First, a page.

Making Sri Lankans Kinder, Gentler and More Caring People

Sunday Leader Editorial

The Sinhala and Tamil New Year – Avuruddha – brings into the open the noble, gentle and cultured practices of Sri Lankans of the past as well as the crass, hypocritical and venal acts acquired in recent decades.

These contrasting exercises will be witnessed during this season with young Sri Lankan children and students going down on their knees and even prostrating themselves on the bare floor to worship their parents, elders, monks, teachers and respected elders to receive their blessings while adults particularly those at workplaces too queue up with sheaves of betel leaves apparently to pay obeisance to their employers and administrators, of course with expectations of some form of ‘Avurudhu handout’. These very same employees throughout the year probably would have obstructed the smooth workings of such institutions and been cheeky to the bosses from whom they are extracting handouts. This is cultural blackmail of a high order.

On the other hand the sweet little children and students are seen respectfully worshipping elders on this day have also in recent times been seen on TV and newspapers hooting, jeering and shouting obscenities, on certain occasions, at their teachers and even their principals. Whatever the reasons for the protests – obviously instigated by teachers of the same school and even some parents who are the ‘jeer leaders’ – publicity given in the national media should be a matter of immediate concern to the educational authorities. Such publicity may be motivated by a desire for increased readership and wider audiences but could also inspire chaotic conditions now prevalent in some faculties of our universities!

While cultural practices evolve for the better or worse over a period of time, the practices of our ancients stand out in marked contrast in this Avurudhu season.

Viewing not only cultural practices but even the day-to-day behaviour of Sri Lankans then and now, particularly of the so called youth, could it be said that Sri Lankans are a kinder, gentler and more caring people than what they were, say a few decades ago?

Even the everyday language used today leaves much to be desired. Pundits should cogitate whether the Sinhala language has improved – in the sense of being kinder and gentler in its form of expression during the post-1956 period. The language of the ‘common man’ today is far cruder, ruder and vulgar than what it was decades ago with no respect shown to even their contemporaries. ‘Ooh’, ‘Mooh’, ‘Vareng’, ‘Palayang bung’, ‘Addo’ are among the printable crude lingo at play which was frowned upon before. The words are indicative of the uncaring disregard and contempt they have for one another. These words were used by their elders earlier for banter but much of that banter seems to have disappeared. The mood today is of aggression, insults and repression.

Yet, some of the old world virtues remain. Those slightly senior are called: Aiyaa or Akka (elder brother or elder sister), the younger are called Malli or Nangi. ‘Uncle’ perhaps of a relic of colonialism that has remained buried for long to surface in recent times not only in this country but in neighbouring India as well. Some elders however take objection to be called ‘uncle’ by urchins waiting to pick their purse.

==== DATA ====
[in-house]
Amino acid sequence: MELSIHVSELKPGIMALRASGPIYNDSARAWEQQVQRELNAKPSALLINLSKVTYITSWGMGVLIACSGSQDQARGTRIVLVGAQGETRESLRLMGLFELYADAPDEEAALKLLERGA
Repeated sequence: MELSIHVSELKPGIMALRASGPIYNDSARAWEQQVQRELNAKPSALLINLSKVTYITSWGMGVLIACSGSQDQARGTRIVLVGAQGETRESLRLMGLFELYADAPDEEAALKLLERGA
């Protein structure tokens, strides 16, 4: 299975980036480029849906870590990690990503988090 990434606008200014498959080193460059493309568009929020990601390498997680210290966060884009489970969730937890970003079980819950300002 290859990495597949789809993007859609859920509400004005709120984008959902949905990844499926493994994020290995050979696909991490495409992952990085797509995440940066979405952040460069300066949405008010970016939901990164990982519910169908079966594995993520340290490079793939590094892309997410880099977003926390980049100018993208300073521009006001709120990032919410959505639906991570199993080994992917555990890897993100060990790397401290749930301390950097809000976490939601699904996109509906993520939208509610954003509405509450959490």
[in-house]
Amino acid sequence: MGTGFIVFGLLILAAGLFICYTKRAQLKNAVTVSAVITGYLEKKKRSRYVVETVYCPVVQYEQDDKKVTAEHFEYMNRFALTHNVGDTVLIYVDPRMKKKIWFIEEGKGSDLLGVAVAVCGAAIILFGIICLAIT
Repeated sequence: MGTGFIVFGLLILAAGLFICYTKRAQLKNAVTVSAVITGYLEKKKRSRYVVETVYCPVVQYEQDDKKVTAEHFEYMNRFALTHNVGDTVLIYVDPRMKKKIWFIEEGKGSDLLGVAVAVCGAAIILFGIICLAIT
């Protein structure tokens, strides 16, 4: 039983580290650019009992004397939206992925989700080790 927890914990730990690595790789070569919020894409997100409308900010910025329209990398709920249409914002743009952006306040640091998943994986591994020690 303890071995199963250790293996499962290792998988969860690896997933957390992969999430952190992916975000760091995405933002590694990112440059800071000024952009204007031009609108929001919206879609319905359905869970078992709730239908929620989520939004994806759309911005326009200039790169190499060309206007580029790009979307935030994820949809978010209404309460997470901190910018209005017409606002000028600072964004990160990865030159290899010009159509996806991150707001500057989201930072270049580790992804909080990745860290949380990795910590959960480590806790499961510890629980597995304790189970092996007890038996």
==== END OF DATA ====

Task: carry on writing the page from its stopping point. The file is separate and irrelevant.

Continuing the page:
The biggest paradox is the high form of honorific address made to a category despised by one and all: Politicians. They are addressed as: ‘Amathithuma’ and ‘Manthrithuma’ (Honourable Minister) and (Honourable Member), a form of parliamentary address that should be confined to the precincts of the House.

Recent reports indicate Sri Lankans who were reputed to care for their elders in earlier times are now becoming not only uncaring but callous and brutal even to their own parents. There have been reports from law courts where elderly parents devoid of income have been found locked up in ‘kennels’.

Prevalent social conditions such as unemployment, low incomes, and high cost of housing could be contributory reasons and a very effective social welfare scheme is necessitated. This calls for social insurance schemes where citizens make monthly contributions for their pensions. But the post-Independence culture of the country is such that calls for any such contributions would inspire Opposition political parties waiting on the wings to grab power, using the pension contributions as a justifiable reason to topple the government! Never mind if the poor die on the streets and are left there to rot, schools cannot meet the demand for entry of students or hospitals are compelled to have two patients on a bed and three under: everything has to be free in Free Lanka. Even private universities, where students can pay throughout for their education, cannot be tolerated: It is against the Free Education System!

With a near 80 per cent of the population being Buddhists it is the responsibility of Buddhist leaders – not only Buddhist politicians – to show a way to make Sri Lanka Great Again like the Glory Days of the past of which we are frequently reminded. Today, is Buddhism a way of life of Buddhists? The Panchaseela – the Five principles – provide the basic guidance to the laypersons in their day-to-day living. Uttering of falsehoods – lies – is one such restraint. If politicians blatantly violate this principle day in and day out and even join political parties whose principles they vehemently opposed at elections, to rule the roost, can they claim to any right to represent Buddhists?

Making Sri Lankans gentler, kinder and a caring people is much beyond the task of a newspaper and its editorialists. We can only report and comment and hope that we are taken notice of. There are the proclaimed and self -proclaimed saviours of Sri Lanka and the Sinhala Jathiya. Does this thought ever cross their minds?

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